We have covered the wonderful work done by People’s Symphony Concerts in these pages before. The series was founded in 1900 by conductor Franz Arens. The goal of People’s Symphony was to bring the best music to students and workers at affordable prices. In its first year, more than 7,000 people squeezed into the old hall at Cooper Union to hear Arens, the son of an immigrant farmer, conduct the first series of People’s Symphony Concerts. As a music student in Europe, Arens was too poor to attend many concerts in his youth. When he returned to New York, Arens was determined to find a way to bring music to students, teachers, workers, and others unable to pay high ticket prices. Since those early years, hundreds of thousands of Peoples' Symphony Concerts audience members have heard the world's foremost concert artists and ensembles at the lowest admission prices of any major series in the country. During the first season, subscriptions for the five concerts ranged from $.25 to $1.25 and single tickets went for as little as $0.10 each.
Current manager Frank Salomon, ably assisted by David Himmelheber, continue a tradition of incredible (and increasing) value to New Yorkers who are serious about music. The duo run the program, which includes two different series that play Saturday night at Washington Irving High School, near Gramercy Park, and a third series which runs Sunday afternoons in Manhattan’s Town Hall. The auditorium at Washington Irving has just been fully renovated, with new seats, refinished floors and an upgrade of the doors and trims.
Each year, some of the most prestigious names in classical music participate in People’s Symphony Concerts. In more than 20 years your correspondent has attended PSC, I have seen such leading lights as the Guarneri String Quartet, Garrick Ohlsson, the Julliard String Quartet and Richard Stoltzman.
The 2013 season started last Saturday with a wonderful performance by French pianist Lise de la Salle. La Salle, 25, has emerged as one of the most acclaimed artists of her generation. She began playing piano at the age of four and gave her first concert at nine in a live broadcast on Radio-France. At 13, she made her concerto debut with Beethoven’s Piano Concerto No. 2 in Avignon and her Paris recital debut at the Louvre before going on tour with the Orchestre National d’Ile de France. At 16, she came to international attention with her Bach/Liszt recording for Naive which was selected by Gramophone as "Recording of the Month."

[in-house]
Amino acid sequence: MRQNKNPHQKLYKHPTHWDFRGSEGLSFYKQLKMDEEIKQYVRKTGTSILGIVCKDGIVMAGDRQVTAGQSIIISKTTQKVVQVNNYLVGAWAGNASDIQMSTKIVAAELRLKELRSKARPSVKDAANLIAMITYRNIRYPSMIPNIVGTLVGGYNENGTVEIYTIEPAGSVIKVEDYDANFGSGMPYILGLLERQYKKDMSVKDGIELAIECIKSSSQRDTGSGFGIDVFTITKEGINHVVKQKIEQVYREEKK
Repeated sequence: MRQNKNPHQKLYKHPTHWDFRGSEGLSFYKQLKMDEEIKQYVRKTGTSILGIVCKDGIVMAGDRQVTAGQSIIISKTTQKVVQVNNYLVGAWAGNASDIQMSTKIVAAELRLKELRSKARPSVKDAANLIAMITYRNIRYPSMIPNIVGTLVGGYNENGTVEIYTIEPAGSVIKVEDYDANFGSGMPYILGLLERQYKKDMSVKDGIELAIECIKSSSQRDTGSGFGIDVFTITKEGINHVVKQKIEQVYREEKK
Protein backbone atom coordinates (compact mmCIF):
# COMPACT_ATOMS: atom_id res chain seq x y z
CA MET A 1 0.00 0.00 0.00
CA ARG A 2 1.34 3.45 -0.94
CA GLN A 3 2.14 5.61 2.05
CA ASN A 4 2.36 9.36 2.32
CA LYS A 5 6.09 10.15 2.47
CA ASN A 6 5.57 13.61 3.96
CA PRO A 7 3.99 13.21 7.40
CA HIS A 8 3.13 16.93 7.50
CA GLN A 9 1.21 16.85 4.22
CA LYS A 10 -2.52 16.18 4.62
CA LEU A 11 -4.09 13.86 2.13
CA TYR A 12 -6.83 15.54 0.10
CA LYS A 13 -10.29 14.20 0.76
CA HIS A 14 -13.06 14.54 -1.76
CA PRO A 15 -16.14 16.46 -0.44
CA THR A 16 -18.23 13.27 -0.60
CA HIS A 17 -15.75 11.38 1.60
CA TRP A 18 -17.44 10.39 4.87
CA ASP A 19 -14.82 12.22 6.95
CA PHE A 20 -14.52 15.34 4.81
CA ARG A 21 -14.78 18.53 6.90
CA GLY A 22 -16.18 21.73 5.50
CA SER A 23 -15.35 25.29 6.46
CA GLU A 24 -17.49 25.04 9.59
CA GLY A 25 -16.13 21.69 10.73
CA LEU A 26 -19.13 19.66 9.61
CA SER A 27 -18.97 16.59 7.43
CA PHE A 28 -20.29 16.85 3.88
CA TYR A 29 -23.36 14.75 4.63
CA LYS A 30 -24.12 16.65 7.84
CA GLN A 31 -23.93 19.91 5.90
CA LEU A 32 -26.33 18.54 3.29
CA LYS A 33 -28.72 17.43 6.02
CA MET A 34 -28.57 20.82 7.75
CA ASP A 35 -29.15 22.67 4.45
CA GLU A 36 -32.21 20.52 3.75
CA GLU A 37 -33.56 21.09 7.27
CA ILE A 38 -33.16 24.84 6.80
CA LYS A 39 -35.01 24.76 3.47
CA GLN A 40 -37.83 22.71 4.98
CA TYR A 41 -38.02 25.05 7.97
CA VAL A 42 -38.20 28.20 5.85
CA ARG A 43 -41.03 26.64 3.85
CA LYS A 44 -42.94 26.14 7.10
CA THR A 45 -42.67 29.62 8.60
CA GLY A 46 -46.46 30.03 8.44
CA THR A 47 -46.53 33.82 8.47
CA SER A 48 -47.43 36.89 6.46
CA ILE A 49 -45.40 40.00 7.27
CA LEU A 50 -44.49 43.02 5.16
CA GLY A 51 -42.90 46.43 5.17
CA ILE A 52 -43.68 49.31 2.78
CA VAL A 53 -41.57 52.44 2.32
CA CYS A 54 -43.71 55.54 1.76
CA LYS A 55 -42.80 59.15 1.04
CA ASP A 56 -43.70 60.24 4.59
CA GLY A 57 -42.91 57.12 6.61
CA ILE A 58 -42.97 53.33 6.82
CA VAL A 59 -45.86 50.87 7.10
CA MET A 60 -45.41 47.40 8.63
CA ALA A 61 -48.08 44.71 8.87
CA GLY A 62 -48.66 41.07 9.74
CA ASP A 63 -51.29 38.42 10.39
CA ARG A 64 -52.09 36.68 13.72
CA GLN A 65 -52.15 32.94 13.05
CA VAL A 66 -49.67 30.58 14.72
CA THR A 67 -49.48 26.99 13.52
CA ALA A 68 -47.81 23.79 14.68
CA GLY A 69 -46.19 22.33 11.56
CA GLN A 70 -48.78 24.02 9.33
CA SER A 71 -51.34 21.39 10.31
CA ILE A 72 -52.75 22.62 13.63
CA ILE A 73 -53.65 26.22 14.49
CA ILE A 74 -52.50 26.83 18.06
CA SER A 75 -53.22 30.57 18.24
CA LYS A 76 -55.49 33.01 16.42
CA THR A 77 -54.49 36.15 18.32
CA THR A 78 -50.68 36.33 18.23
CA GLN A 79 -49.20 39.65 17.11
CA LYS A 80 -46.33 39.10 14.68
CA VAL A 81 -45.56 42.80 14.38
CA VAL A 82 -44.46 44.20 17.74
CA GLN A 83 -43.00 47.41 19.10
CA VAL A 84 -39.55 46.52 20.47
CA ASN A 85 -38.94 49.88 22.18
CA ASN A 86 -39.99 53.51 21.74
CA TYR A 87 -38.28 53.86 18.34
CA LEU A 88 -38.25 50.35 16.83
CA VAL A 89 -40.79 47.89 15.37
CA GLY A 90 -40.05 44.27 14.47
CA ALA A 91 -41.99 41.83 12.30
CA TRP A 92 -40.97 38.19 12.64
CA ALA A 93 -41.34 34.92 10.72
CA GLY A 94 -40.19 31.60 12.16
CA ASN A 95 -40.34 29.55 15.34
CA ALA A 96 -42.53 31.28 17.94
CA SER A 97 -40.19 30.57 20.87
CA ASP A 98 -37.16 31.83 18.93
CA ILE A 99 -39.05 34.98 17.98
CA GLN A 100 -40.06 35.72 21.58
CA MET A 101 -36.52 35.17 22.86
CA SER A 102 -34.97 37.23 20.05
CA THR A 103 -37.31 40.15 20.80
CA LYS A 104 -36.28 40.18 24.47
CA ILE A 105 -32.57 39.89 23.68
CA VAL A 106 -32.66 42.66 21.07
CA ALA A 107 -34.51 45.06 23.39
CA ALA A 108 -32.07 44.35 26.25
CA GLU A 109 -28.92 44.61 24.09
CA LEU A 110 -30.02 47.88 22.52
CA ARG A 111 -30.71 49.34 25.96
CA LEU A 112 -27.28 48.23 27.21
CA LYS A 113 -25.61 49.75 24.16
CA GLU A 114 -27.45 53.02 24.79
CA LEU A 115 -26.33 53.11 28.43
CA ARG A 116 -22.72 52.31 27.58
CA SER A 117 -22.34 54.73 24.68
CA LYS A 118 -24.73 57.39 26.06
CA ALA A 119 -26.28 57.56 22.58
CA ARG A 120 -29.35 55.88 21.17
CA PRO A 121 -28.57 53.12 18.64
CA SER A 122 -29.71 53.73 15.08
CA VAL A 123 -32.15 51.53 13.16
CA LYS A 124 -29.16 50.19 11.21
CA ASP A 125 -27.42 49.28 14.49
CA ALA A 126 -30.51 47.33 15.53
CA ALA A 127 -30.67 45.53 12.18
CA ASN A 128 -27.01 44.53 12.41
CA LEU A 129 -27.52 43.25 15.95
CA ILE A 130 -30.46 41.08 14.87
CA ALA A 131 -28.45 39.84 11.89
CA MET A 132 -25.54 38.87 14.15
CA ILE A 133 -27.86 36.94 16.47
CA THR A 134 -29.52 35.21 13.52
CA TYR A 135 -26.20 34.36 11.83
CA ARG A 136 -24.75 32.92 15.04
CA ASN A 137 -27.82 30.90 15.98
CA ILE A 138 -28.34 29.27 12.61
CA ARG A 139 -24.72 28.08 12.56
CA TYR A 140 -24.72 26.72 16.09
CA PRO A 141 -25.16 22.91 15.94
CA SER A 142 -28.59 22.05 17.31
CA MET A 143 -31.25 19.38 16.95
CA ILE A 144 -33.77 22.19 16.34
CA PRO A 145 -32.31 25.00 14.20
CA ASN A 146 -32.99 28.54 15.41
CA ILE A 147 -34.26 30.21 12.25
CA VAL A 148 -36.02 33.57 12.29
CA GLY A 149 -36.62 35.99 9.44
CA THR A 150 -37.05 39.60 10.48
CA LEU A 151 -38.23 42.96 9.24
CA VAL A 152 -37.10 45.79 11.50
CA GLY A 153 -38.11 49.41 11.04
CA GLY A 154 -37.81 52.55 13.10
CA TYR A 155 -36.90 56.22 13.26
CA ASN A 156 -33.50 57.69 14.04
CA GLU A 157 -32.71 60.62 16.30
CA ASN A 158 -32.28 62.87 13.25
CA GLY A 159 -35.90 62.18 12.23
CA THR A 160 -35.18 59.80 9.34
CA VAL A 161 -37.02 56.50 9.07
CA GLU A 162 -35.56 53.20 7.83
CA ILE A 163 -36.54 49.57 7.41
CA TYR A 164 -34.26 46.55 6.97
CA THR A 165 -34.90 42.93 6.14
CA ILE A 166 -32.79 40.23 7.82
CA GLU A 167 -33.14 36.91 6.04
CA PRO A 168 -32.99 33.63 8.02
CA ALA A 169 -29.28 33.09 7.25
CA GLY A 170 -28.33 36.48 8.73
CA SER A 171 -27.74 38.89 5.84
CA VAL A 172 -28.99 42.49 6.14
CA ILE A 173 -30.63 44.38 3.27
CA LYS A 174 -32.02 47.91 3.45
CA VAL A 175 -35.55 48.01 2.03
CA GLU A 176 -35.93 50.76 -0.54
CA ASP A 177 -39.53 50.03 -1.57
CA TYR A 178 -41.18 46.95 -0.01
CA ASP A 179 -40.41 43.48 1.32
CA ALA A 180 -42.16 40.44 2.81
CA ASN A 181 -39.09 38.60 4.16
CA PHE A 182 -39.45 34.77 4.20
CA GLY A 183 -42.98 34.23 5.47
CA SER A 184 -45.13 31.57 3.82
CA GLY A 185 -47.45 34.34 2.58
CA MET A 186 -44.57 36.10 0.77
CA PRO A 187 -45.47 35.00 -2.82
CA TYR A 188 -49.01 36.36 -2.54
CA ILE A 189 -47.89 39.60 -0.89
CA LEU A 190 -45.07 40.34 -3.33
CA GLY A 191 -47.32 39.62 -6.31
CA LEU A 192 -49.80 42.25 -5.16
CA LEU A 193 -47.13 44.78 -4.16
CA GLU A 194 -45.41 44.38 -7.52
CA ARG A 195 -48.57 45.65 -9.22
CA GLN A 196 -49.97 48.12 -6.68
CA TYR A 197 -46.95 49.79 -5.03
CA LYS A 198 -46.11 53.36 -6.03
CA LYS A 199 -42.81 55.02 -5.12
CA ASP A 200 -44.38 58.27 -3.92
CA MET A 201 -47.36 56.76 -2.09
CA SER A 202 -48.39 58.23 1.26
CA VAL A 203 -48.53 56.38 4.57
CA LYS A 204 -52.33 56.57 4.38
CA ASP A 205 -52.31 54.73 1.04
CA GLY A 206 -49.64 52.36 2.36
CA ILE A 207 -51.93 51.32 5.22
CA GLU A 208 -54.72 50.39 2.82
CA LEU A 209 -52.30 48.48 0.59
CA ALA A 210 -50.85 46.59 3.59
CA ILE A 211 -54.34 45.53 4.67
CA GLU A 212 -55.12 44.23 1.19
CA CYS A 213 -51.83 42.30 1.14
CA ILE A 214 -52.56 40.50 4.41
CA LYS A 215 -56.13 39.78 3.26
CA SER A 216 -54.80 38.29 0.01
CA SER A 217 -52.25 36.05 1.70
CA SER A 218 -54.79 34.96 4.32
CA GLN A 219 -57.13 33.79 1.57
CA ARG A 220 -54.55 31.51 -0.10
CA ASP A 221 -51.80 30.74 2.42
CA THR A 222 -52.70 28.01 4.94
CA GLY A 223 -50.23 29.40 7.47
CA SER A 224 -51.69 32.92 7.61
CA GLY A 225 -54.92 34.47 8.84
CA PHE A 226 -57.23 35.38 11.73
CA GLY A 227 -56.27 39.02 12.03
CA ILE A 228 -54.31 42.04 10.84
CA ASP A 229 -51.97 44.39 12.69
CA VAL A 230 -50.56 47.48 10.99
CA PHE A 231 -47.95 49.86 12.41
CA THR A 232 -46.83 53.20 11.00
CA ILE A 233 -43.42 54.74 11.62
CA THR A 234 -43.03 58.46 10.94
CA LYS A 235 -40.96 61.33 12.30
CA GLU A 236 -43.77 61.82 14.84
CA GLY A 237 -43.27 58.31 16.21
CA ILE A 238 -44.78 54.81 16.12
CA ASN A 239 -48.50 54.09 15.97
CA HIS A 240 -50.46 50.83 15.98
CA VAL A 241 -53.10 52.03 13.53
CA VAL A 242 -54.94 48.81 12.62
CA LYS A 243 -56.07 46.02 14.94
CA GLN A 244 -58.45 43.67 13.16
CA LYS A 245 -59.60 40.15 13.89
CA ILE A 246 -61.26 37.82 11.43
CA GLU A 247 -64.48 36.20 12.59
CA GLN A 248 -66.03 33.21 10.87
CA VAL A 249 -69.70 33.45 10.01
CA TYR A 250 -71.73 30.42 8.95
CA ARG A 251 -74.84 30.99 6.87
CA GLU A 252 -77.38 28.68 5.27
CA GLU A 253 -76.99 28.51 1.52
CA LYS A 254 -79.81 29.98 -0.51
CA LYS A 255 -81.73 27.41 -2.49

De La Salle has given recitals in Berlin, London and Paris, as well as New York, and has made concerto appearances in Lisbon, Copenhagen, St. Petersburg and Lyon, and is equally renowned for her frequent performances in the Far East. She will soon make her Philadelphia Orchestra debut and her first appearance at Carnegie Hall as soloist with the Orpheus Chamber Orchestra.
In her first PSC concert, de la Salle played the Bach/Busoni Chaconne with perhaps an expertise that was a bit too cold-blooded to be emotionally moving. The 6 Preludes by Claude Debussy was played with a sure hand, richly conveying the delicate, solitary notes that resounded throughout the hall. (Washington Irving has, perhaps, the best acoustics outside of Carnegie Hall.)
De la Salle was most masterful in her playing of Robert Schumann’s Variations on the name "Abegg" in F major, and his Fantasie C Major, Op. 17. Her understanding of the rich vein of romanticism and feeling to be found in Schumann was quite remarkable – I have seldom heard Schumann done with such empathy and virtuosity.
The pianist made a fetching impression in her gold and purple evening gown, and her regal bearing set the right tone for the evening. All-in-all, it was a wonderful start to what promises to be another sterling season of People’s Symphony Concerts.
Jade Sphinx readers interested in tickets for this year’s season can log onto: http://pscny.org/home/index for more information.